Forty-two percent of U.S. physicians are older than 55, and 21 percent are senior citizens. As doctors get older, some are calling for periodic screening for dementia or loss of competence. Are older doctors really worse than their young colleagues?
On average, they are. Large-scale studies strongly suggest that the average surgeon reaches the peak of his or her powers during middle age. A group of University of Michigan doctors documented the results of more than 460,000 complex surgical procedures between 1998 and 1999 to determine whether patients with older surgeons were more likely to die during or shortly after surgery. In five of the eight surgical procedures examined, the older surgeons did not perform significantly worse than their younger colleagues. However, in the three categories in which there was a statistically significant difference—coronary artery bypass, pancreatectomy, and carotid endarterectomy—surgeons between the ages of 41 and 60 were more likely to keep their patients alive than were surgeons older than 60. Several other studies have reached a similar conclusion: As surgeons age, there is a small but detectable diminishment in the quality of their work.
It’s important to note that studies of thousands of doctors don’t say anything about the skills of any individual. Plenty of older surgeons outperformed younger colleagues in the study. The data also suggested that older surgeons who continue to carry a full caseload, rather than going into semiretirement and seeing a few patients per week, experienced no loss in skill.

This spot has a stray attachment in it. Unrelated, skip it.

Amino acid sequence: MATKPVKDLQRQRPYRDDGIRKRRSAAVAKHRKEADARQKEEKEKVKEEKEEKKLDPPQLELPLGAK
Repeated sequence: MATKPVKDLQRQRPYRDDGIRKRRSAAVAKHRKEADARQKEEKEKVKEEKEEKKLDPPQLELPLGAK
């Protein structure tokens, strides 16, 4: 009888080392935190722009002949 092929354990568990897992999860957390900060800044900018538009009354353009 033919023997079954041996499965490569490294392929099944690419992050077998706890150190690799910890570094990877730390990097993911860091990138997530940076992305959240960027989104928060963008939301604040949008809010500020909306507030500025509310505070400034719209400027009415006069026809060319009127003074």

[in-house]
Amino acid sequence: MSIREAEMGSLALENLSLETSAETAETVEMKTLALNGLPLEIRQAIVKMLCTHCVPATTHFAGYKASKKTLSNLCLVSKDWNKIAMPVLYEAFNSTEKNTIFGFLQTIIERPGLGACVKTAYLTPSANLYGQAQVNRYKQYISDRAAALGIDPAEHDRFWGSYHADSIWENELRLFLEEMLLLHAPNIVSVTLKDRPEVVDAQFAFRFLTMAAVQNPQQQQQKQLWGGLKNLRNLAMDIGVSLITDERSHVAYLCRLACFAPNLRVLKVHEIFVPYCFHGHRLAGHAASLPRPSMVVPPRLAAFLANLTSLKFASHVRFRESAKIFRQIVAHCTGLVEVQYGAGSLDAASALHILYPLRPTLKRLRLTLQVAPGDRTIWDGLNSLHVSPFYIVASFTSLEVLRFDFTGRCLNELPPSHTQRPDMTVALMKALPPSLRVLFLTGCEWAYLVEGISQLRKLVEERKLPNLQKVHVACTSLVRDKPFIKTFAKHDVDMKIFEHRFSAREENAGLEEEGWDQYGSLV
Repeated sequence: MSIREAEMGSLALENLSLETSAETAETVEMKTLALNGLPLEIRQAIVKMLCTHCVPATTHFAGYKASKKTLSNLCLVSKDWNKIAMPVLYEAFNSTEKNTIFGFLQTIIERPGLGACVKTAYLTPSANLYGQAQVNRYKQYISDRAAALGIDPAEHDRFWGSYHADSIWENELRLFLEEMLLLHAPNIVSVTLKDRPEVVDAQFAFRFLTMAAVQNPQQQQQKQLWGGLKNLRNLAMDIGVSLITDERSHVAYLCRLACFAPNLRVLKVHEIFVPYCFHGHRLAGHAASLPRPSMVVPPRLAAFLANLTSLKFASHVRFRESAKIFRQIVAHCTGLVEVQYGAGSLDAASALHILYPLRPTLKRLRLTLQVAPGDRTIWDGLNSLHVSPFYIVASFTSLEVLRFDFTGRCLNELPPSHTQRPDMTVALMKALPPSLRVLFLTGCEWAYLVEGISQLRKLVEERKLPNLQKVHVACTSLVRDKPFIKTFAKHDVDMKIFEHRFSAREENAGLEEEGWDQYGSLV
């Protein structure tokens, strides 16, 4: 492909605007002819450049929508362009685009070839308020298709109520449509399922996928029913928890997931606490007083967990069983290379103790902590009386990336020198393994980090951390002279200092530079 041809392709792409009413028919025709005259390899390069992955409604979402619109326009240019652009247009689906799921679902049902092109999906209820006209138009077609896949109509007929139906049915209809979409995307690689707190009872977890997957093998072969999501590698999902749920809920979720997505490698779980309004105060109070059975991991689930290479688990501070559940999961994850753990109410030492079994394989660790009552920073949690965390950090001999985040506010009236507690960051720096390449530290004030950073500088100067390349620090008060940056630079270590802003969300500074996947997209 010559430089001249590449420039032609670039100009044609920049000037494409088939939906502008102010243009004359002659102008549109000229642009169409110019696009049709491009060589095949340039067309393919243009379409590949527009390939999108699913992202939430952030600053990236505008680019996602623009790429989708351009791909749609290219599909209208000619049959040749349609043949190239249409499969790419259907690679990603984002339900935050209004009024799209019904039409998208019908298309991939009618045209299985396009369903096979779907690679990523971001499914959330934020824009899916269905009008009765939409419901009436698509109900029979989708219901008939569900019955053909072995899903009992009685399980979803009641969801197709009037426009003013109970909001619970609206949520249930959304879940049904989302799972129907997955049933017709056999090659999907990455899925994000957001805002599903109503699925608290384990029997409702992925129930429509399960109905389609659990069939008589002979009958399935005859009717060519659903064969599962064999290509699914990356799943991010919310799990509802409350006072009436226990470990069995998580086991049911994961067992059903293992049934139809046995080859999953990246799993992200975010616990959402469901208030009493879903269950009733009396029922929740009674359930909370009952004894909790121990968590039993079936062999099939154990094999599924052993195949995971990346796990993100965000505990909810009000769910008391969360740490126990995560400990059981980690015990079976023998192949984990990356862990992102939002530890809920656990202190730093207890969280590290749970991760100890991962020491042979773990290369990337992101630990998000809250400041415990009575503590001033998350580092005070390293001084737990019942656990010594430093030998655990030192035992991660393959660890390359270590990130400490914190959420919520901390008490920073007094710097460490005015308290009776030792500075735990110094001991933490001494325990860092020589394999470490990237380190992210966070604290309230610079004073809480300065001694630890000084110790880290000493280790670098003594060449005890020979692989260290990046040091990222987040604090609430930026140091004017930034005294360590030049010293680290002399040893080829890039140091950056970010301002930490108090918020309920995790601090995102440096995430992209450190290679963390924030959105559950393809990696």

It’s tempting to attribute the general decline in performance among older surgeons to a loss of fine-motor control, and that likely plays a role. As the authors of the University of Michigan study pointed out, the procedures that showed the greatest difference between old and young surgeons required a high degree of coordination. (Coronary artery bypass, for example, requires the stitching together of very small blood vessels.)
Studies of primary care doctors, who rely more on their wits than their dexterity, suggest that the problem runs deeper than their fingers. In 2005, a trio of Harvard researchers analyzed existing studies on the relationship between the age of a physician and the quality of care he or she provides. All 12 of the studies that surveyed physicians for knowledge found that younger doctors were more up-to-date on clinical developments and current standards of care. Sixty-three percent of studies that reviewed the actual performance of doctors in a clinical setting found that older doctors were more likely to order unnecessary tests, fail to order necessary tests, or fail to counsel patients appropriately on preventive health strategies.
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